The figures add up. Gibraltar’s chief minister, Fabian Picardo, who was a speaker at Malaga University’s summer course in Marbella this week, told the audience of Spanish students that the economy of the Rock will continue to grow after Britain leaves the European Union, and Gibraltar will continue to prosper. He explained that Gibraltar is a small economy so it is very easy to reposition it, and compared it with a cork in water: if there is a storm a small cork will float, he said, while a large ship could find itself in difficulties.
Mr Picardo said that the repositioning of the Gibraltarian economy would be in the services sector, especially finance, insurance and online gaming. The principal clients of Gibraltar companies are in the UK, so leaving the EU will not mean a great change. He said that although the Gibraltarian people are committed Europeans who had voted overwhelmingly for Britain to remain in the EU, and were disappointed in the result of the referendum, they are having to adapt to the result.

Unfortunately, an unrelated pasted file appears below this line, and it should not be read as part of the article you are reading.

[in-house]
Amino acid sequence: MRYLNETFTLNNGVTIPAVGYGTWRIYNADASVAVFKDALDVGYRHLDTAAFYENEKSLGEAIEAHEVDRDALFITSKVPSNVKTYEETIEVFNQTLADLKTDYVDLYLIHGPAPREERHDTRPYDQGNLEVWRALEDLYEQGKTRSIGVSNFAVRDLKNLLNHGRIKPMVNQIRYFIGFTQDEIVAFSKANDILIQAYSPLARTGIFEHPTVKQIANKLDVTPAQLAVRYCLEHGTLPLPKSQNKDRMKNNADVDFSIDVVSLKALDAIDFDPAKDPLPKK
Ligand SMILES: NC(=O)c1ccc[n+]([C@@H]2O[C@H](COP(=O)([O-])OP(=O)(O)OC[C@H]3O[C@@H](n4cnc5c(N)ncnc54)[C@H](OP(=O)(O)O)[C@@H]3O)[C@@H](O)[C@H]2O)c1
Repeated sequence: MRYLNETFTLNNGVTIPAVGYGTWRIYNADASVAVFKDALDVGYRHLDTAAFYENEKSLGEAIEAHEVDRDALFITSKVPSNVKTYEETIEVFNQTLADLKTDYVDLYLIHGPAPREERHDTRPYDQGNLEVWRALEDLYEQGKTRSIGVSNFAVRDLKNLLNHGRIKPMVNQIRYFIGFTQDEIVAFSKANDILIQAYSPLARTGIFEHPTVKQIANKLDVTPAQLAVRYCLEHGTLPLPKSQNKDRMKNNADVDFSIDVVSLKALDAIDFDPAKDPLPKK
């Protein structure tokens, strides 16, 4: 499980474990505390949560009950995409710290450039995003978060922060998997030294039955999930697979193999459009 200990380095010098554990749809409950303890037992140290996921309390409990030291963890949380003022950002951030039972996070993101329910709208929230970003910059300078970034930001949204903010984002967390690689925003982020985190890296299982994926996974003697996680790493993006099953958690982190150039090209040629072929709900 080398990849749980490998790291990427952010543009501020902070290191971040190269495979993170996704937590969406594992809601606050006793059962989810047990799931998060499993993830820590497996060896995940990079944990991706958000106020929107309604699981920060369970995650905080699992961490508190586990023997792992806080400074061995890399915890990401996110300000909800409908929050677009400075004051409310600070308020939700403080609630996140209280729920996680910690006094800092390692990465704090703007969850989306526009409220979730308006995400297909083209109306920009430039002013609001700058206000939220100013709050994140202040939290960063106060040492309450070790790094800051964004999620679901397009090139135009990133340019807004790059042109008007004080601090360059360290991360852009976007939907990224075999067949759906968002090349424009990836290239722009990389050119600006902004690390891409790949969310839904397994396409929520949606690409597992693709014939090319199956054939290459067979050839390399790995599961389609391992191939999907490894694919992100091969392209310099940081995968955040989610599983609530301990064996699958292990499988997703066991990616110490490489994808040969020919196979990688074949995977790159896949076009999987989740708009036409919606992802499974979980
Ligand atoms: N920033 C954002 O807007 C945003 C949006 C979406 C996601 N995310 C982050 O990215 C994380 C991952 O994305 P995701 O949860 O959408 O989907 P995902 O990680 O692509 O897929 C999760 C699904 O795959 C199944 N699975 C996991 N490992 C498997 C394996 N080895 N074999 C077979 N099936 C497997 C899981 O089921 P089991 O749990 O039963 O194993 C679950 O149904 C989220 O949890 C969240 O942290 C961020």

The chief minister expressed his regret that Spain had opposed the idea of Gibraltar having a different relation with Europe than that of the UK. “With creativity that would have been possible,” he said, but Spain insisted that everything would have to involve joint sovereignty. With regard to workers, he stressed that Spanish people and those of any other European country would maintain their present rights in Gibraltar, no matter what position is adopted by the British government, but Europeans who go to work in Gibraltar after Brexit could find their rights affected by the double veto which Spain insisted on.